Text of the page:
U.S. healthcare is undergoing massive changes. While it's often easy to focus on the negative side-effects of this transformation, healthcare professionals should not lose sight of its many opportunities. One of the biggest opportunities, particularly for cardiology, is a movement towards team-based care, which involves using non-physician practitioners and clinical staff to participate in the decision-making, coordination of care and shared responsibility for quality.
While team-based care can offer solutions for increasing workforce shortage, it also has the potential to enhance patient care in terms of quality and safety, expand physician productivity and improve job satisfaction by reducing workloads and preventing burnout.
According to the American College of Cardiology's (ACC) 2010 Practice Census, 57 percent of cardiovascular professionals reported that their care delivery is already team-based. Collaboration with nurse practitioners or physician assistants in outpatient clinics with physicians is the most popular type of model (49 percent). However, other models also are being employed, including the use of nurses or nurse practitioners to run an outpatient clinic service (33 percent). However, it is less common for practices to use physician extenders as independent billers, such as billing "incident to" (18 percent), having independent outpatient clinics and billing independently (17 percent), providing inpatient care and billing for services (18 percent) or serving as rounding nurses for inpatient or outpatient services with physicians (18 percent).
Of the practices operating in a team-based care environment, the primary improvements reported were increased efficiency (63 percent), improved quality of care (53 percent) and increased patient satisfaction (50 percent). Other benefits included improved staff satisfaction (36 percent) and financial outcomes (19 percent). Team-based care providers also were most likely to implement patient education (69 percent) and internal communications (63 percent) as a part of the care protocol. Performance improvement (56 percent) and data monitoring (56 percent) also were popular practices, followed by patient adherence (50 percent), objective feedback (47 percent) and clearly defined roles (41 percent).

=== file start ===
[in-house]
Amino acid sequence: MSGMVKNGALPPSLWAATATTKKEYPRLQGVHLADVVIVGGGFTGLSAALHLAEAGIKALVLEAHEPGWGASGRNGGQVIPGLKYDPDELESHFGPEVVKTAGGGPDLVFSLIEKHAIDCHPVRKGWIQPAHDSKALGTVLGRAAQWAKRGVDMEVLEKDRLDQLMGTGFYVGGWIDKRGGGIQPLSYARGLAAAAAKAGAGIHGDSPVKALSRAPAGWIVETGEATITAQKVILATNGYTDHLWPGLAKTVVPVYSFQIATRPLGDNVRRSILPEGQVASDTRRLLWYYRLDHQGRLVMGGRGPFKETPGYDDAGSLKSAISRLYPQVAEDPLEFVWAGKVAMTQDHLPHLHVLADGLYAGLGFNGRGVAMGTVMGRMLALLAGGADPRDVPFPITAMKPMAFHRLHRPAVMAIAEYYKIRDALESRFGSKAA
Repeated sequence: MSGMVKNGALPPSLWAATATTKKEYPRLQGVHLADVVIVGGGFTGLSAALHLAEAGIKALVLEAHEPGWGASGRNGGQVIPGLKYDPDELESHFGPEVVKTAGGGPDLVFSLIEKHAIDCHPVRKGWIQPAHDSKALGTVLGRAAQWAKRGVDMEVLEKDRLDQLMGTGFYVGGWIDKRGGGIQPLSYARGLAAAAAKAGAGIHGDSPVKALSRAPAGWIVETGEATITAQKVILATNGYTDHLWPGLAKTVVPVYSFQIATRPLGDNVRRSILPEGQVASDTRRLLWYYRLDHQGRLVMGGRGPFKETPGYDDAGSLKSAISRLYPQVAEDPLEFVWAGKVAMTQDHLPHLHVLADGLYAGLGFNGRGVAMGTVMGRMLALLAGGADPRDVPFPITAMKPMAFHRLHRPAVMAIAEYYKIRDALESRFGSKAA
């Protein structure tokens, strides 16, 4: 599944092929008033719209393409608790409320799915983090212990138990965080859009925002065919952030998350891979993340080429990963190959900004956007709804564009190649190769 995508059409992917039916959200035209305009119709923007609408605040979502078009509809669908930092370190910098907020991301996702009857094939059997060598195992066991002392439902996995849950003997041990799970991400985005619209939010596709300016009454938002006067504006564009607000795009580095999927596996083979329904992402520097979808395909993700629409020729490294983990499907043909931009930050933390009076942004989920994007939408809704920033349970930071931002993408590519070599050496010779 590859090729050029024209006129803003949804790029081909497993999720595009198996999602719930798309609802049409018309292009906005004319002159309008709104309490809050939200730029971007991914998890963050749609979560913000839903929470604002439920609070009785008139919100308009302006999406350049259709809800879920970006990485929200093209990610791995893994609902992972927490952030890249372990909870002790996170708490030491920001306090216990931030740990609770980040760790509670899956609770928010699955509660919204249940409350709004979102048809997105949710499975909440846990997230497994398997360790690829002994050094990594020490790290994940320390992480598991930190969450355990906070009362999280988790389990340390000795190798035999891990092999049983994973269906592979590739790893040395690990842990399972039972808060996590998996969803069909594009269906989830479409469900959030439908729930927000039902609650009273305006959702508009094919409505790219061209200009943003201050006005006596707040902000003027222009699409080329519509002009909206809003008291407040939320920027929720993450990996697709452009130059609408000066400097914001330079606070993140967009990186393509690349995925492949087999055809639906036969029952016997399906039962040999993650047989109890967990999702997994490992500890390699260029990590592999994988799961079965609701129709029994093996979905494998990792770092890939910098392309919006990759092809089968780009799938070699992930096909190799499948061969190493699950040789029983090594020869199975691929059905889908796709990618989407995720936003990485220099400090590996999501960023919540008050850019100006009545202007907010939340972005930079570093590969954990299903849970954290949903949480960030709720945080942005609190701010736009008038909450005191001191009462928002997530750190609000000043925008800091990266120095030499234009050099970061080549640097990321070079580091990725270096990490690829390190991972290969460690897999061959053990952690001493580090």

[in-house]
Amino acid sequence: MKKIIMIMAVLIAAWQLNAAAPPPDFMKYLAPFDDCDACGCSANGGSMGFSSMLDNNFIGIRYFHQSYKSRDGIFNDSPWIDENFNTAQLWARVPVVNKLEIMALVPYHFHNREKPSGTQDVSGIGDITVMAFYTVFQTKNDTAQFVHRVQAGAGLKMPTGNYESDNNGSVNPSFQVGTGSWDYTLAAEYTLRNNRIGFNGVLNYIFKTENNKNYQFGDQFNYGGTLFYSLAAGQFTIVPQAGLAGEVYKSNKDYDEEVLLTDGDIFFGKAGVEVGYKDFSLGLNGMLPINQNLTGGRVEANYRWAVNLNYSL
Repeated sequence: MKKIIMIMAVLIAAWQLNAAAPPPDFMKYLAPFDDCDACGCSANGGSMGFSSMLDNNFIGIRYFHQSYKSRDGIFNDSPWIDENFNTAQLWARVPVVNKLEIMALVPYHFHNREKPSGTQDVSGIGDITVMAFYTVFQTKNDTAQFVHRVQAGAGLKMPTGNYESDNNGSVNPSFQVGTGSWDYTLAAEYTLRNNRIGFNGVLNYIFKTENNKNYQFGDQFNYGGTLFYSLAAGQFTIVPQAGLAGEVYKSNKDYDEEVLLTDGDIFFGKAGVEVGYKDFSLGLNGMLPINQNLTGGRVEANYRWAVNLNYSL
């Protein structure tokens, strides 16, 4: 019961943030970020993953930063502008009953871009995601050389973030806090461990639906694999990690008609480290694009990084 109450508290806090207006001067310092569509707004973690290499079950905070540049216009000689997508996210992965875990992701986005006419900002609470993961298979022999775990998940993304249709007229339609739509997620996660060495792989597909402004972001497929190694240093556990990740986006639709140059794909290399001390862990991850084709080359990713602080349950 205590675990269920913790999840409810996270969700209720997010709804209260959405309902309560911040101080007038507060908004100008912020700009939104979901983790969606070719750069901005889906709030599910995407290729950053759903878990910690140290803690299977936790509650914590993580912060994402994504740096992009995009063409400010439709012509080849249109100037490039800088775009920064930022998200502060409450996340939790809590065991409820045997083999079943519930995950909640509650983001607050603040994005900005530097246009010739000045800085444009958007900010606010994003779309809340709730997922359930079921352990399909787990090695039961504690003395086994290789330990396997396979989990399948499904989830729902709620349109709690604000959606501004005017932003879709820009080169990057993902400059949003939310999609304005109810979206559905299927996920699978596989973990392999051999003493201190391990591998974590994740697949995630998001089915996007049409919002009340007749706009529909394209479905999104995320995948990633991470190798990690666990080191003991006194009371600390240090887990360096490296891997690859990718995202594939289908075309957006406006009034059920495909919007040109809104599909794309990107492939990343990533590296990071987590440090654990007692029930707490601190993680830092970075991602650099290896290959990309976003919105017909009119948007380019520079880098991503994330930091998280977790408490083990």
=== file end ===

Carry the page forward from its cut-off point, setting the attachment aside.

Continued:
Despite these benefits, however, implementing team-based care in practice can be challenging, particularly in smaller private practices. The 2010 Practice Census found solo practitioners are less likely to employ a team-based care model compared with hospital-based, multi-specialty and academic centers, which are more likely to use physician extenders. Hospitals and medical schools also were more likely to engage in quality improvement types of team-based care. Of the 43 percent not using team-based care, reimbursement and an inability to break with more traditional views of practicing medicine were cited as the primary reasons.
While many cardiovascular providers are practicing team-based care, opportunities exist for more interdisciplinary roles, increased tools for feedback and quality improvement, as well as increased responsibility for non-physician members of the team. To that end, the ACC is working to identify team-based practice models for the practice and hospital settings. For hospitals, providing practice teams with a greater understanding of the contract process and the know-how to best ensure the cohesiveness of their "team" is an important part of the education process.
In addition, the college is working to ensure that these care models are possible within a new payment system. Given current efforts to reform physician payment and move away from fee-for-service, the ACC is working with health policy makers to define and/or test novel payment models that reward team-based care. Only clinical teams working together can improve medication adherence, reduce unnecessary heart failure readmissions and reduce chronic disease morbidity.
Helen Keller once said, "Alone we can do so little. Together we can do so much." Team-based care offers opportunities for cardiovascular professionals to enhance patient care and improve patient outcomes, while providing a means to meet the challenges of the changing healthcare system in a proactive way.
Dr. Lewin is CEO of the American College of Cardiology.